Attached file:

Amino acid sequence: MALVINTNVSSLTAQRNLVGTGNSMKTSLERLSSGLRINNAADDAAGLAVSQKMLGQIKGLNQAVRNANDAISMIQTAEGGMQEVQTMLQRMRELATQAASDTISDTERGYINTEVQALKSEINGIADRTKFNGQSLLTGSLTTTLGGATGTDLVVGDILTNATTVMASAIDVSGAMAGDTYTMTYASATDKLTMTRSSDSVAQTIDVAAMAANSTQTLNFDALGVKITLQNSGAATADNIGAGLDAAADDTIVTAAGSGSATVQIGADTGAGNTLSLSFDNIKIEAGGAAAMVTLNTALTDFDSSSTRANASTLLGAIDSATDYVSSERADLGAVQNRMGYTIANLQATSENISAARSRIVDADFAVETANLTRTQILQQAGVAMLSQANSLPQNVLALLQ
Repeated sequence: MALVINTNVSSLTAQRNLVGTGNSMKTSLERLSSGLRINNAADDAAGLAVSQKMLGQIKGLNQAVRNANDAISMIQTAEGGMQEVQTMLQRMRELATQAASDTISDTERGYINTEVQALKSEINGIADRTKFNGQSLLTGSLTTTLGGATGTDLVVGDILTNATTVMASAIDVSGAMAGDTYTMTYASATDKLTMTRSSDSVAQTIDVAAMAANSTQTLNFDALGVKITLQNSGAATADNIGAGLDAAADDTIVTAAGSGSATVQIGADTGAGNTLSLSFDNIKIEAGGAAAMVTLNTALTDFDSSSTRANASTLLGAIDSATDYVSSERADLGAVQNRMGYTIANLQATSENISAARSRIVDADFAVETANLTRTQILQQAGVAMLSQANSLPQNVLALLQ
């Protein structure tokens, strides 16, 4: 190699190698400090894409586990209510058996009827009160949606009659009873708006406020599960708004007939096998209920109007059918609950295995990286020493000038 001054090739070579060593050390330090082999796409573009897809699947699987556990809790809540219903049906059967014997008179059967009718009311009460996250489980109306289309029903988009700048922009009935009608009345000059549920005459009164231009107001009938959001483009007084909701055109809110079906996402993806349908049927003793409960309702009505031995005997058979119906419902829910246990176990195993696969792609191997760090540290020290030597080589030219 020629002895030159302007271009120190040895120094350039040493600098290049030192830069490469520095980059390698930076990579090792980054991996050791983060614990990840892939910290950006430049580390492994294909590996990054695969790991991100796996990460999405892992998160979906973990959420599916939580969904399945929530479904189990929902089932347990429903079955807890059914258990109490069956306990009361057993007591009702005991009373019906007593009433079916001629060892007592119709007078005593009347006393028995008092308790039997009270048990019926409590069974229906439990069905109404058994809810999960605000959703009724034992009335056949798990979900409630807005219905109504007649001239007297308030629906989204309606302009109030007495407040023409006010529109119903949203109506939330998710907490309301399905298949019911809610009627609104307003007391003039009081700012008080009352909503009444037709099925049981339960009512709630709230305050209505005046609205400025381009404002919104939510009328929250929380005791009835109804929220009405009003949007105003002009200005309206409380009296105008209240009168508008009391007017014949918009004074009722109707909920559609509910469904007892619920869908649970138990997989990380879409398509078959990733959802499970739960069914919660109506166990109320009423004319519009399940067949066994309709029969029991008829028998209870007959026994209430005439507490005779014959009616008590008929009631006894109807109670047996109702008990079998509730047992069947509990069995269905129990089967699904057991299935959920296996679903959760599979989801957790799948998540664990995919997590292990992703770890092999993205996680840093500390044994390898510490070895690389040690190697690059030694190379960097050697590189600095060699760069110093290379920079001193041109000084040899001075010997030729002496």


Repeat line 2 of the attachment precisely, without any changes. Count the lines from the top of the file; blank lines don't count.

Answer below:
Repeated sequence: MALVINTNVSSLTAQRNLVGTGNSMKTSLERLSSGLRINNAADDAAGLAVSQKMLGQIKGLNQAVRNANDAISMIQTAEGGMQEVQTMLQRMRELATQAASDTISDTERGYINTEVQALKSEINGIADRTKFNGQSLLTGSLTTTLGGATGTDLVVGDILTNATTVMASAIDVSGAMAGDTYTMTYASATDKLTMTRSSDSVAQTIDVAAMAANSTQTLNFDALGVKITLQNSGAATADNIGAGLDAAADDTIVTAAGSGSATVQIGADTGAGNTLSLSFDNIKIEAGGAAAMVTLNTALTDFDSSSTRANASTLLGAIDSATDYVSSERADLGAVQNRMGYTIANLQATSENISAARSRIVDADFAVETANLTRTQILQQAGVAMLSQANSLPQNVLALLQ